First Canadian National Linux InstallFest
The general consensus is that as a public relations event, the InstallFest was an overwhelming success. It got a lot of people asking questions about Linux, some of whom took the plunge and installed Linux for the first time. However, it was not completely successful as a technical event. By no means is this a reflection on either those who organized the individual events or the volunteers who helped with the installations—they all did a stellar job—just that no one was prepared for the magnitude of the response.
Most LUGs asked people to register prior to the event. This allowed a chance for the groups to get as many volunteers as they thought they would need. Some groups, such as the Vancouver Linux Users Group, were swamped with preregistration and had to halt registration prior to the event because they could not accommodate everyone. Even with preregistration, the day of the event was hectic. The report from Seneca College in Toronto was that their event lasted until 9 PM, and they were still unable to complete all the installs. Other events had similar reports, and despite the best-laid plans, demand overwhelmed the number of installers.
Some installs were unsuccessful, due to either time constraints or hardware compatibility issues that were not easily overcome. That said, the ratio of unsuccessful to successful installs was minimal. Overall, it was one or two to fifty. I've seen more failures than that on MS Windows installations.
One interesting side effect of the OCLUG InstallFest was that preliminary discussions were started between Zenith Learning Technologies and Corel Computer to set up a corporate Linux training program. Also, Oliver Bendzsa of Corel Computer reported that he was as busy at the InstallFest as he was at Canada Comdex, a 3-day trade show in Toronto that drew some 50,000 people.
Dave Neill, a founding member of OCLUG, said that while grassroots events like the InstallFest are a great way to promote Linux, it is now time to start approaching local computer resellers and showing them there is a demand for systems with Linux pre-installed. I work for Inly Systems, the largest independent computer reseller in the Ottawa area, and while we are now expanding the variety of Linux products we carry, we still do not offer Linux pre-installed on our machines. With at least three technicians on staff who have experience with Linux and/or UNIX installations, we could do this if people began asking for it. However, we are an exception; most resellers don't have technicians with Linux experience.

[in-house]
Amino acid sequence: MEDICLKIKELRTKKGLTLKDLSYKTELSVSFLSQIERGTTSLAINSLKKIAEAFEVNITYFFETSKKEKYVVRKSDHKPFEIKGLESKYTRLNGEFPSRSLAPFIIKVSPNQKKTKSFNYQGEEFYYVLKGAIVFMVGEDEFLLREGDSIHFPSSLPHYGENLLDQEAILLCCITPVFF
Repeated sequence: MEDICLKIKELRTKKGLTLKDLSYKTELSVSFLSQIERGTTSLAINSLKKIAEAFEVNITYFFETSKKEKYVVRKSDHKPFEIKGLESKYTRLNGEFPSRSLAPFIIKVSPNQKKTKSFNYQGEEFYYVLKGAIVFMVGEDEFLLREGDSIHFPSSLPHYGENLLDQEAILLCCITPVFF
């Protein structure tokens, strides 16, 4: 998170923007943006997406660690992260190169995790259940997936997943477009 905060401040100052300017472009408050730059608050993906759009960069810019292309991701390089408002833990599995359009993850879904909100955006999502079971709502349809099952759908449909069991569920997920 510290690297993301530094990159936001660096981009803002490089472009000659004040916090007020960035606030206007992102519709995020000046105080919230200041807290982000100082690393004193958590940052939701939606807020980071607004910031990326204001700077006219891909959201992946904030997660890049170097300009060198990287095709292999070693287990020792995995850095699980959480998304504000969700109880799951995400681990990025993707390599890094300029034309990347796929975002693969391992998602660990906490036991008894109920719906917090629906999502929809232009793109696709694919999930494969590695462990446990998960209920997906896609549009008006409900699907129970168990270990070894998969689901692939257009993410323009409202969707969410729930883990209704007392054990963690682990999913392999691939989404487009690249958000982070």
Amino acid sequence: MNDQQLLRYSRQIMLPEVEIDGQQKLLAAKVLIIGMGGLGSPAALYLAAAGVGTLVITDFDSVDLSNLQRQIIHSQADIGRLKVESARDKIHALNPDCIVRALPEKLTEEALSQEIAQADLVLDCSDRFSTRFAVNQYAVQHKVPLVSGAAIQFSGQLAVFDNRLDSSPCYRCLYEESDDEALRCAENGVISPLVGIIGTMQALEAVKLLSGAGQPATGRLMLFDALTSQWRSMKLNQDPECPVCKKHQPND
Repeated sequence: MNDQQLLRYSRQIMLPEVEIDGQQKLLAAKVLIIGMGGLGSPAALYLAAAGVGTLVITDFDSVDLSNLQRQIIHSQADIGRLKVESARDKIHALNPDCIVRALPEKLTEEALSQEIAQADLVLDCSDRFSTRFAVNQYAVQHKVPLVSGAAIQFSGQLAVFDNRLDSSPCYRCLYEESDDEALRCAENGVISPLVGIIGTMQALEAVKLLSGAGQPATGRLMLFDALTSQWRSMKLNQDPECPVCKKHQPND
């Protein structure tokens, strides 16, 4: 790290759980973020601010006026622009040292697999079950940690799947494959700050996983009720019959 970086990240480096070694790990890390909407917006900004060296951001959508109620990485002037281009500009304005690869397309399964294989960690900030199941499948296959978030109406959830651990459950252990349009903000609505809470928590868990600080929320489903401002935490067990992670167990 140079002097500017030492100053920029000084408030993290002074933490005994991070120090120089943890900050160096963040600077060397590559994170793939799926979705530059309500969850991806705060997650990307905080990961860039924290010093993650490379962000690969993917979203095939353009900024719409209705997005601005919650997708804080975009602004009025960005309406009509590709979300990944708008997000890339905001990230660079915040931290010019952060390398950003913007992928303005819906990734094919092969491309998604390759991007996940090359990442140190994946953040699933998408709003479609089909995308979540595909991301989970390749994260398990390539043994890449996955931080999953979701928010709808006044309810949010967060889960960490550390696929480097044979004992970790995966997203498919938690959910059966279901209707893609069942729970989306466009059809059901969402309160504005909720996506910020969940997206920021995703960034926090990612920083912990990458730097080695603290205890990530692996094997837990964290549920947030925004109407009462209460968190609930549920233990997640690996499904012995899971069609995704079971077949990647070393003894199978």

One issue that must be resolved is how and where companies can have their technicians trained. This is where training companies such as Zenith Learning Technologies come in. The fact that Zenith was at the OCLUG InstallFest shows that they realize the potential for Linux training. With such companies as Corel, Oracle, Intel and Netscape investing time and money in Linux, it won't be long before other training companies jump on the bandwagon.
Plans are already in the works for a Global Linux InstallFest next year. If you want to know more or would like to get your LUG involved, please check out the CLUE web site at http://www.linux.ca/ and contact Matthew Rice. An event of this magnitude will need lots of help organizing, so don't be shy—watch out Bill, the Penguin is on the move!
For more information on the individual InstallFest events, please visit the CLUE web site for a list of links to all the participating user groups.
Getting Started with DevOps - Including New Data on IT Performance from Puppet Labs 2015 State of DevOps Report
August 27, 2015
12:00 PM CDT
DevOps represents a profound change from the way most IT departments have traditionally worked: from siloed teams and high-anxiety releases to everyone collaborating on uneventful and more frequent releases of higher-quality code. It doesn't matter how large or small an organization is, or even whether it's historically slow moving or risk averse — there are ways to adopt DevOps sanely, and get measurable results in just weeks.
Free to Linux Journal readers.Register Now!
|Secure Server Deployments in Hostile Territory, Part II||Jul 29, 2015|
|Hacking a Safe with Bash||Jul 28, 2015|
|KDE Reveals Plasma Mobile||Jul 28, 2015|
|Huge Package Overhaul for Debian and Ubuntu||Jul 23, 2015|
|diff -u: What's New in Kernel Development||Jul 22, 2015|
|Shashlik - a Tasty New Android Simulator||Jul 21, 2015|
- Hacking a Safe with Bash
- Secure Server Deployments in Hostile Territory, Part II
- Huge Package Overhaul for Debian and Ubuntu
- KDE Reveals Plasma Mobile
- The Controversy Behind Canonical's Intellectual Property Policy
- Shashlik - a Tasty New Android Simulator
- Home Automation with Raspberry Pi
- Embed Linux in Monitoring and Control Systems
- diff -u: What's New in Kernel Development
- General Relativity in Python